LOUISVILLE, Ky. (AP) - U.S. Sen. Mitch McConnell still won't say
if he will endorse his fellow Republican senator from Kentucky.
"Fox News Sunday" host Chris Wallace brought up the 2010 race,
in which 77-year-old U.S. Sen. Jim Bunning is seeking a third term,
but has gotten a chilly reception from top Republicans and is
struggling with fundraising.
McConnell, who has skirted the question several times in past
weeks at state events, would only respond that the contest is still
Bunning did not respond to a phone message Sunday seeking
He has been sharply critical of McConnell, blaming him for
losing Pennsylvania Sen. Arlen Specter to the Democrats and costing
the party Senate seats in 2008. He has also blamed GOP leaders for
trying to thwart his fundraising in an effort to force him to
"Well, what's happening in Kentucky, obviously, is the race has
not yet formed," McConnell told Wallace on Sunday. "Senator
Bunning has encouraged someone to file an exploratory committee.
There are now two exploratory committees. And there's a Democratic
primary on the other side. I think it's safe to say the Kentucky
Senate race is unfolding."
When Wallace responded that he "didn't hear an endorsement
there," McConnell said: "Well, it's - it's just not clear exactly
who the players are going to be in Kentucky."
"So you're not endorsing him," Wallace tried again.
"It's not clear who the players are going to be yet,"
Bunning's two possible GOP rivals are Kentucky Secretary of
State Trey Grayson and Bowling Green eye surgeon Rand Paul, son of
U.S. Rep. and former presidential candidate Ron Paul of Texas.
Both have formed exploratory committees, which allow candidates
to raise and spend money. Grayson, who has said he won't run unless
Bunning decides to abandon his re-election bid, was given the green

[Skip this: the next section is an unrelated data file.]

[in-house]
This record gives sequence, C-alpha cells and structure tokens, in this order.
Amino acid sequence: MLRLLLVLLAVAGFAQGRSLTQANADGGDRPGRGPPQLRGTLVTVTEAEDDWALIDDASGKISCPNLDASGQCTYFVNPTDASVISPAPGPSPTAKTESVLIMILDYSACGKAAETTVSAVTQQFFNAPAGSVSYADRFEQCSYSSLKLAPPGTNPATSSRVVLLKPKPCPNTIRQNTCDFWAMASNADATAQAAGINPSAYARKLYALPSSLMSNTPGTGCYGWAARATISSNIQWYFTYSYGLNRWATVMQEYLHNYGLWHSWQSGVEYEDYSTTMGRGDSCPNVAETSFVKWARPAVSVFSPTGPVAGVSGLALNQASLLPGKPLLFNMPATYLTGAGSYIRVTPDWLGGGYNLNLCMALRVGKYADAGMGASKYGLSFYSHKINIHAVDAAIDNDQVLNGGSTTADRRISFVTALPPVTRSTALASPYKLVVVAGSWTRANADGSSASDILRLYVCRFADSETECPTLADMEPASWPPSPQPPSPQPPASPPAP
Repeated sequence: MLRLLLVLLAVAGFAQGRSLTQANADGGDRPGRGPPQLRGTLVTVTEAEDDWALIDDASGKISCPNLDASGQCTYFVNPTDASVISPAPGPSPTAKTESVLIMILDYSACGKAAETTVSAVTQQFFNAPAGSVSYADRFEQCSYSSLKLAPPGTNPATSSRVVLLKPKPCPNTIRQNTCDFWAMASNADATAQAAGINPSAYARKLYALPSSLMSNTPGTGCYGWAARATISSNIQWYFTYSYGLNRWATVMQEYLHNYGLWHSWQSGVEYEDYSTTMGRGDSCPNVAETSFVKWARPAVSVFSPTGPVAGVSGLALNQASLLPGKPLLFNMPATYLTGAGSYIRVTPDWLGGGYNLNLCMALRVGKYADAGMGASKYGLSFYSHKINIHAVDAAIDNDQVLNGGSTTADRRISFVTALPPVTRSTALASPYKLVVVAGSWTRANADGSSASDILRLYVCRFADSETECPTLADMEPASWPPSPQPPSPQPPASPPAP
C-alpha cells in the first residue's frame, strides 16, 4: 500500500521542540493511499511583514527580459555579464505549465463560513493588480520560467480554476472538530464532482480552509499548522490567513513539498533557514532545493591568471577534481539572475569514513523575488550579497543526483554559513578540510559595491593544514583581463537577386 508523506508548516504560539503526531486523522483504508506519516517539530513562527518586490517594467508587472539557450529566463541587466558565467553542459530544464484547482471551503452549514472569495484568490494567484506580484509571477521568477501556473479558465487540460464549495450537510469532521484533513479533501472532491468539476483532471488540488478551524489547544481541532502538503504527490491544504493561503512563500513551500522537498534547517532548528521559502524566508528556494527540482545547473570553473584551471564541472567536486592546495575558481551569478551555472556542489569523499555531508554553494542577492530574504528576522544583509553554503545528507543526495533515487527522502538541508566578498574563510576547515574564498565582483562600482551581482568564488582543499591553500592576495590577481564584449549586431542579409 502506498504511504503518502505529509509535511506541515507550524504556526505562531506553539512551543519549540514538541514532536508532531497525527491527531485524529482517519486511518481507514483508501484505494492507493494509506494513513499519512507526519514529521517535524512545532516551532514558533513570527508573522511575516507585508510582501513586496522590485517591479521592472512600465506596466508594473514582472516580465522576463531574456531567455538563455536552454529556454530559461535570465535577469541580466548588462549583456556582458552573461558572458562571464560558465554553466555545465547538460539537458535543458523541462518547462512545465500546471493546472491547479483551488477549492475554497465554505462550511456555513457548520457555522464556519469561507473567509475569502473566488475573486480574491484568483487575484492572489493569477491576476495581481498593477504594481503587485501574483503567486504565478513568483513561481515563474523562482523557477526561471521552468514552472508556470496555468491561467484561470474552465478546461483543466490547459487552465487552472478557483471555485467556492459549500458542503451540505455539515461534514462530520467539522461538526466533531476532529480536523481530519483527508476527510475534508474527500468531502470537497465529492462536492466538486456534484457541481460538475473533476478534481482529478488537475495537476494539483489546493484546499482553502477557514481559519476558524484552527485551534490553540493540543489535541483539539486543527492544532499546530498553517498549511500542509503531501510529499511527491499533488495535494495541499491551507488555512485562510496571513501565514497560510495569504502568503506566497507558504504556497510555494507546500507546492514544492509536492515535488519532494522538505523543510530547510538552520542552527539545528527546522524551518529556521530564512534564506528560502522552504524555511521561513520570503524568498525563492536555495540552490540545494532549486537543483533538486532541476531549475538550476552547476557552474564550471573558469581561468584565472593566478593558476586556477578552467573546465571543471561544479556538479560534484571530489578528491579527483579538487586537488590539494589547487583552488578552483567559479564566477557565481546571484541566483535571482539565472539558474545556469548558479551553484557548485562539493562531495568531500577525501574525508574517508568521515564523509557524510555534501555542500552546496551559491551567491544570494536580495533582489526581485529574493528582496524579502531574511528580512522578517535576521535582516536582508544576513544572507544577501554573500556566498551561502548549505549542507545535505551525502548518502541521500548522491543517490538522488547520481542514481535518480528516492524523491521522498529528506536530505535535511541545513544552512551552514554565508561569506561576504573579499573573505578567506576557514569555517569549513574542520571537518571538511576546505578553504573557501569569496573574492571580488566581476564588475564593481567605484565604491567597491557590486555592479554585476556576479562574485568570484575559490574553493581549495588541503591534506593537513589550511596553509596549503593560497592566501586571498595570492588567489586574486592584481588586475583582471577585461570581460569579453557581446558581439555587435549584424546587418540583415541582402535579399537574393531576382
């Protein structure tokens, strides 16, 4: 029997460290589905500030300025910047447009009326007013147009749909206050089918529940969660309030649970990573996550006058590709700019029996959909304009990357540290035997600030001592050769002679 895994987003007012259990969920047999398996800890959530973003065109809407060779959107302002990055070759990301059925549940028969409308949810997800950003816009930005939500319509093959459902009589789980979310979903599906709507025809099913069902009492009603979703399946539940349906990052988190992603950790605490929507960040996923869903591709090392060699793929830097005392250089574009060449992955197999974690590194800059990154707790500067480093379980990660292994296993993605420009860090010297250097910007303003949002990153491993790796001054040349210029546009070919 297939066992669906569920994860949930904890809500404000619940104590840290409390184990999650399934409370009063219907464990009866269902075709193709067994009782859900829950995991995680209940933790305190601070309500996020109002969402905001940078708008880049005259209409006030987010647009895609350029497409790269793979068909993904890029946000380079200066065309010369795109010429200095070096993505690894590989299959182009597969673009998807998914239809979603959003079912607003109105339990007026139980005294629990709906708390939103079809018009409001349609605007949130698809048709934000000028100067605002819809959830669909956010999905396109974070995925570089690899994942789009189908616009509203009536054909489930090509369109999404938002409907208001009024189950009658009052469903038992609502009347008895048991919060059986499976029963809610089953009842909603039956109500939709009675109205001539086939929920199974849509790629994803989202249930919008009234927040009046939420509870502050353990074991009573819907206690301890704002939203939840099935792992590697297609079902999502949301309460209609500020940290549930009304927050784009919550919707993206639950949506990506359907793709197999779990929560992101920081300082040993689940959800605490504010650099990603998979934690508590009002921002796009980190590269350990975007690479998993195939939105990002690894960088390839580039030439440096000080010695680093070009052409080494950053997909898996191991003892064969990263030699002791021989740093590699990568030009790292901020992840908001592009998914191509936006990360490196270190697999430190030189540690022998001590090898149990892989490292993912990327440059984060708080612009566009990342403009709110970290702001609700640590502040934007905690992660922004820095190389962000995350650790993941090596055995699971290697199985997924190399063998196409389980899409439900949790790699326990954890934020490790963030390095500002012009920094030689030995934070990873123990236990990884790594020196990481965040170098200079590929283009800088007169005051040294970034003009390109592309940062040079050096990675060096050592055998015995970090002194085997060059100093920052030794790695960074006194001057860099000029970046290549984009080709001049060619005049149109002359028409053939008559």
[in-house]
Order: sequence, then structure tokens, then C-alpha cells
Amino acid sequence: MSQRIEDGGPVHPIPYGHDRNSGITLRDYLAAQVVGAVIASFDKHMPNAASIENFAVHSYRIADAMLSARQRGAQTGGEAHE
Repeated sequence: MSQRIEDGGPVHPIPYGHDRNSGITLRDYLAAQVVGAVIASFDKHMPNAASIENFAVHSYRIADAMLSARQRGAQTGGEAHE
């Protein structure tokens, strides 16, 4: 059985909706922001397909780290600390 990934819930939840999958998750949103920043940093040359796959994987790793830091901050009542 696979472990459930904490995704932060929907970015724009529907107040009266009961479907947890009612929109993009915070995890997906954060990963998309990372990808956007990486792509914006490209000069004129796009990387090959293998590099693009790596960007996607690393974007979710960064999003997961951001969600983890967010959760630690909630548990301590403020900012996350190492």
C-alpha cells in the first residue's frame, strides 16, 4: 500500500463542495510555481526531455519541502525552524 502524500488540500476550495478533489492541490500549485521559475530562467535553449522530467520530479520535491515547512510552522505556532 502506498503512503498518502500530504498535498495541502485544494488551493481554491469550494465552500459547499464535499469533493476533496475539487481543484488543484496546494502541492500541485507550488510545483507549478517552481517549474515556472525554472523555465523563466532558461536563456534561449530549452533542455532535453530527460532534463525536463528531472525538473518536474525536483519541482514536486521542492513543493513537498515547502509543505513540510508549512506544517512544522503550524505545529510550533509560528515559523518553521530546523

light by Bunning himself.
Paul on Friday announced the formation of his committee,
praising Bunning for his conservative votes on the bank bailout and
saying he will not challenge him if he stays in the race.
Paul said Sunday he feels sympathy for Bunning, who he feels is
getting "some mistreatment" by GOP leaders who are publicly
trying to push him out.
"But I think that Bunning has brought some of this on
himself," Paul said. "It still makes no sense to me that he
encouraged someone else to form an exploratory committee."
Grayson's campaign did not return a telephone call seeking
On the Democratic side, Lt. Gov. Daniel Mongiardo, who lost to
Bunning in 2004 by a narrow margin, and Attorney General Jack
Conway, have announced their interest in the seat.
"The player on the Democratic side is going to be Lt. Gov.
Daniel Mongiardo," said Kim Geveden, an adviser to the Mongiardo
campaign. "Sen. McConnell may not know who is going to be the
player on the Republican side. Right now, they just seem to be on a
circular firing squad and we'll just wait to see who comes out of
Mark Riddle, an adviser to the Conway campaign, did not
immediately return a telephone message.
Bunning, a Hall of Fame pitcher who was the first to record 100
wins and 1,000 strikeouts in both the American and National
Leagues, said during his weekly news conference last week he was
encouraged by the response he got at a recent Kentucky Republican
gathering and said he has a series of campaign fundraisers
But he raised only $262,980 in the first quarter and has said he
will need about $7 million to go up against a Democratic
He has also issued two public apologies, including one for
remarks that U.S. Supreme Court Justice Ruth Bader Ginsburg could
soon die of pancreatic cancer. Bunning also issued an apology to
his Christian evangelical base a day after he responded to a
reporter's question by using an expletive.
(Copyright 2009 by The Associated Press. All Rights Reserved.)